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    Ascension Day

    Thoughts on Christ's Ascension

    By John Donne, J. Heinrich Arnold and Johann Christoph Blumhardt

    May 13, 2011

    The Feast of the Ascension of Jesus Christ, or Ascension Thursday, comes as the fortieth day of Easter. The disciples who were with Jesus in the village of Bethany witnessed his lifting up, watching even as he vanished into heaven. They were comforted and encouraged by angels: “Someday he will return from heaven in the same way you saw him go!” (Acts 1:6–11).

    John Donne (1571–1631)

    Salute the last, and everlasting day,
    Joy at the uprising of this Sun, and Son,
    Ye whose true tears, or tribulation
    Have purely wash'd, or burnt your drossy clay.
    Behold, the Highest, parting hence away,
    Lightens the dark clouds, which He treads upon;
    Nor doth he by ascending show alone,
    But first He, and He first enters the way.
    O strong Ram, which hast batter'd heaven for me!
    Mild lamb, which with Thy Blood hast mark'd the path!
    Bright Torch, which shinest, that I the way may see!
    O, with Thy own Blood quench Thy own just wrath;
    And if Thy Holy Spirit my Muse did raise,
    Deign at my hands this crown of prayer and praise

    Heinrich Arnold (1913-1982)

    Certainly we should not only remember Christ’s death and his suffering when we think of the Lord’s Supper – we should also remember his resurrection from the dead and his ascension to the Father, from whose side he will rule the church and the heart of every believer. And we should remember his promise to come again to judge us and to establish his wonderful kingdom.

    From Discipleship: Living for Christ in the Daily Grind

    Johann Christoph Blumhardt (1805–1880)

    “No one has ever gone into heaven except the one who came from heaven – the Son of Man.” (John 3:13)

    If we wanted to ascend through our own power and ability we would never achieve it! Only the Son of Man who is in heaven is able to take us to himself; for, although he is on earth, his whole being is rooted in heaven, because he came from there. What indeed would have become of us if we had not been given such mighty help! But it costs many battles in prayer from our side, and much patience, until the Lord arms us with his strength from above, and until he reveals his full glory which he will disclose to all who believe.

    It is however with deep reverence that we have to stand before a word like the one the Lord speaks to Nicodemus, a ruler of the Pharisees. How clearly he then said that he has to come down from heaven; and a Nicodemus had to hear it and make out of it what he could! Indeed the Lord knows himself as the One who is still in heaven, because in his divine being he is one with the Father, and can never be separated completely from the Father nor from heaven--even in the lowliest condition of a servant in which he was then placed.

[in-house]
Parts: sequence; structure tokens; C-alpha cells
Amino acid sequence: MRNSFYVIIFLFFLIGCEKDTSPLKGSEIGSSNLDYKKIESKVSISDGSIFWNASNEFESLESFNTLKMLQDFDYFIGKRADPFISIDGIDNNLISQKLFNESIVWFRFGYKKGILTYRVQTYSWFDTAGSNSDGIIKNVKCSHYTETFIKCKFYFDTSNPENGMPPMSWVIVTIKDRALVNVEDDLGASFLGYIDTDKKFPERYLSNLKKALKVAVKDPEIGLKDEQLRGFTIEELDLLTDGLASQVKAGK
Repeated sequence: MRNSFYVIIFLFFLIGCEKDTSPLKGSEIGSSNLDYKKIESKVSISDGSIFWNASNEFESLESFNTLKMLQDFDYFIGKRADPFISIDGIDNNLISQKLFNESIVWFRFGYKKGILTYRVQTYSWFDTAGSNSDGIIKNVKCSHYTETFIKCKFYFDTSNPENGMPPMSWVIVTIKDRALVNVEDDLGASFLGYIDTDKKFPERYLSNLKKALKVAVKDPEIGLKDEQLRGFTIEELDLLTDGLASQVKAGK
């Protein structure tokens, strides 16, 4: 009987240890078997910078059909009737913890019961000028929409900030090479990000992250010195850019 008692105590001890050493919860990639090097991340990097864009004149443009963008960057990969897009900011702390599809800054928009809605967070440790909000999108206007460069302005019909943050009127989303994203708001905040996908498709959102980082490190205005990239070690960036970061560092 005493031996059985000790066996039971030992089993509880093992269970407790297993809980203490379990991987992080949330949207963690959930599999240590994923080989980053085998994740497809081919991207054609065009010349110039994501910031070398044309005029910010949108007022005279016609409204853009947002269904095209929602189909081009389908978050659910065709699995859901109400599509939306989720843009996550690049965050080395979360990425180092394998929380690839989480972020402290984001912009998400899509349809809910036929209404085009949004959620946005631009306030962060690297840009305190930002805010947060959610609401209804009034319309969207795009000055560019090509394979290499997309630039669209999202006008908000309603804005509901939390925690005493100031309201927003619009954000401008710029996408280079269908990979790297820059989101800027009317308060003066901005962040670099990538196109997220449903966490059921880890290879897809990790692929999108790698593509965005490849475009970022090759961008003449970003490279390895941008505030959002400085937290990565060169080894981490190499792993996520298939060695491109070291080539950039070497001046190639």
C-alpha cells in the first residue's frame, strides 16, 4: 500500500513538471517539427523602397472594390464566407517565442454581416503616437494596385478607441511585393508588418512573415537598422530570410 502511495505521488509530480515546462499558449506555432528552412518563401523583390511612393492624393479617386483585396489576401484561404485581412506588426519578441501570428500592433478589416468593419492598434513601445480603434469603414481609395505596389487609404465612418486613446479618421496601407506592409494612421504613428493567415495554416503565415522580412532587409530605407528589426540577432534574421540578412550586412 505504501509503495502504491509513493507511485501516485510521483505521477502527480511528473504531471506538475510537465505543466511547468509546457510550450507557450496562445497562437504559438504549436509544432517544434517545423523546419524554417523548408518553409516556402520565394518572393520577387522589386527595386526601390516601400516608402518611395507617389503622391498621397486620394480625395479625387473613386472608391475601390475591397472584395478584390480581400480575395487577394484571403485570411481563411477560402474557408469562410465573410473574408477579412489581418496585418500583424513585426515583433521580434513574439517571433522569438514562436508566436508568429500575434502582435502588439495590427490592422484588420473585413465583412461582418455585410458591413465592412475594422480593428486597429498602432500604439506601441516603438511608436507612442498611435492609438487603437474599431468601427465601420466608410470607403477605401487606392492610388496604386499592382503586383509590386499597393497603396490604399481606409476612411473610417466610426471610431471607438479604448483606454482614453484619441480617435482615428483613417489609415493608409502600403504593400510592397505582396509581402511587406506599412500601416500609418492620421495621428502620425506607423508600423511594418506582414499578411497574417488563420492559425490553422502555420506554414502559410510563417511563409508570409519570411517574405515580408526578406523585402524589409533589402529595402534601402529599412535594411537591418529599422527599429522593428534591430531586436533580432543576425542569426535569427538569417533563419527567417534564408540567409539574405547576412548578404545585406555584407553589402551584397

Our understanding can, and never will be able to grasp this, especially in our day. And because many cannot grasp it, they also do not believe it any more. They would rather throw overboard the whole Gospel of John as ungenuine, because it includes such words from Jesus. But who has enough comprehension of the divine Being, to be able to accept something that is foolish and false to his own intellect? After all, we are placed on this earth with only a limited understanding, although our spirit is not so completely separated from heaven because it originates in God! It is said of those who are born again, "Our way of life is in heaven," and "I live, but not I, but Christ lives in me." This does not only mean, "We are with our thoughts with Christ in heaven;" it has the wider meaning, that our spirit is rooted now in heaven. That is particularly true when we have the gift of the Holy Spirit, which was found in Christ in abundance, but is also promised to us. Our spirit has a foundation in heaven with God on whom it rests. It draws strength from heaven unto itself, and thus is able to rise up to heaven, to be in inner community with the Lord. If that is the case with us already in spite of all our weaknesses and baseness, what must it have been like with Jesus, who came from the bosom of the Father? It is especially the case with us if we have the gift of the Holy Spirit which, found abundantly in Christ, is also promised to us.

    If we could better understand ourselves, as God's creation, we could adapt ourselves better to the wonderful incarnation of Christ and all the greatness and glory which is thereby opened to us.

    From Er sandte Sein Wort (1868).

    a painting of the Ascension of Jesus

    Andrei Rublev, Ascension of Jesus, 1408

    Contributed By JohnDonne John Donne

    John Donne (c. 1572–1631) was educated at Oxford and Cambridge, sailed with Sr. Walter Raleigh to the Azores, and eventually converted to Anglicanism.

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    Contributed By JHeinrichArnold J. Heinrich Arnold

    Johann Heinrich Arnold is best known for his books which have helped thousands to follow Christ in their daily lives. Those who knew him best remember Arnold as a down-to-earth man who would warmly welcome any troubled person in for a cup of coffee and a chat.

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    Contributed By JohannChristophBlumhardt Johann Christoph Blumhardt

    The writings of Lutheran pastor Johann Christoph Blumhardt spring from his personal experiences of the active power of God in spiritual warfare, revival, and miraculous healing.

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